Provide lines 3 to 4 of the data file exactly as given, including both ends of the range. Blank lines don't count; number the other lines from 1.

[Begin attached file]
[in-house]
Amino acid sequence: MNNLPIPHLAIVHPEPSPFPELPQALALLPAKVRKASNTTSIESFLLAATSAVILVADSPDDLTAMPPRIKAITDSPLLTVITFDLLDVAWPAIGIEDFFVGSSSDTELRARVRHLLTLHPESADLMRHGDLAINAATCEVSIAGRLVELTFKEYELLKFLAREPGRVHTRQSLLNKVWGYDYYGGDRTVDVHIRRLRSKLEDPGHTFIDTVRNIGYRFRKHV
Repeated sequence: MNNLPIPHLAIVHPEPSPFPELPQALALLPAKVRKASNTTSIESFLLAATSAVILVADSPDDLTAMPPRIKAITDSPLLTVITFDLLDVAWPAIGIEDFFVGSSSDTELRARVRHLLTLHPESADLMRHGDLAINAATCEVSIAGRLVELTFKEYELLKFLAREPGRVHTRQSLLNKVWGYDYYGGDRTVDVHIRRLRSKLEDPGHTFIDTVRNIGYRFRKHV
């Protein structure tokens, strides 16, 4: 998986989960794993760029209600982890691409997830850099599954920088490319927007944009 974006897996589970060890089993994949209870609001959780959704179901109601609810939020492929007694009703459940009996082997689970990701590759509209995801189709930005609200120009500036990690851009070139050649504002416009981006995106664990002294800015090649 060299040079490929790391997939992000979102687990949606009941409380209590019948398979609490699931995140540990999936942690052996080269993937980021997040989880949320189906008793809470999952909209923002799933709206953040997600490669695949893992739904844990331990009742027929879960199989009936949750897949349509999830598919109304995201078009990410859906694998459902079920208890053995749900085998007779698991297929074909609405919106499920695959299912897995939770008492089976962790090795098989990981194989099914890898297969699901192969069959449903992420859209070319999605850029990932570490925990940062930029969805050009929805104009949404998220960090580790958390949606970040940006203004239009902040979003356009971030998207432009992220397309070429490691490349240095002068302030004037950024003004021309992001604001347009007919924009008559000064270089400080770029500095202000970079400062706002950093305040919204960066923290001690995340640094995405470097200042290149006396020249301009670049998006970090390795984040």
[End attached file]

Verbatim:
Repeated sequence: MNNLPIPHLAIVHPEPSPFPELPQALALLPAKVRKASNTTSIESFLLAATSAVILVADSPDDLTAMPPRIKAITDSPLLTVITFDLLDVAWPAIGIEDFFVGSSSDTELRARVRHLLTLHPESADLMRHGDLAINAATCEVSIAGRLVELTFKEYELLKFLAREPGRVHTRQSLLNKVWGYDYYGGDRTVDVHIRRLRSKLEDPGHTFIDTVRNIGYRFRKHV
């Protein structure tokens, strides 16, 4: 998986989960794993760029209600982890691409997830850099599954920088490319927007944009 974006897996589970060890089993994949209870609001959780959704179901109601609810939020492929007694009703459940009996082997689970990701590759509209995801189709930005609200120009500036990690851009070139050649504002416009981006995106664990002294800015090649 060299040079490929790391997939992000979102687990949606009941409380209590019948398979609490699931995140540990999936942690052996080269993937980021997040989880949320189906008793809470999952909209923002799933709206953040997600490669695949893992739904844990331990009742027929879960199989009936949750897949349509999830598919109304995201078009990410859906694998459902079920208890053995749900085998007779698991297929074909609405919106499920695959299912897995939770008492089976962790090795098989990981194989099914890898297969699901192969069959449903992420859209070319999605850029990932570490925990940062930029969805050009929805104009949404998220960090580790958390949606970040940006203004239009902040979003356009971030998207432009992220397309070429490691490349240095002068302030004037950024003004021309992001604001347009007919924009008559000064270089400080770029500095202000970079400062706002950093305040919204960066923290001690995340640094995405470097200042290149006396020249301009670049998006970090390795984040």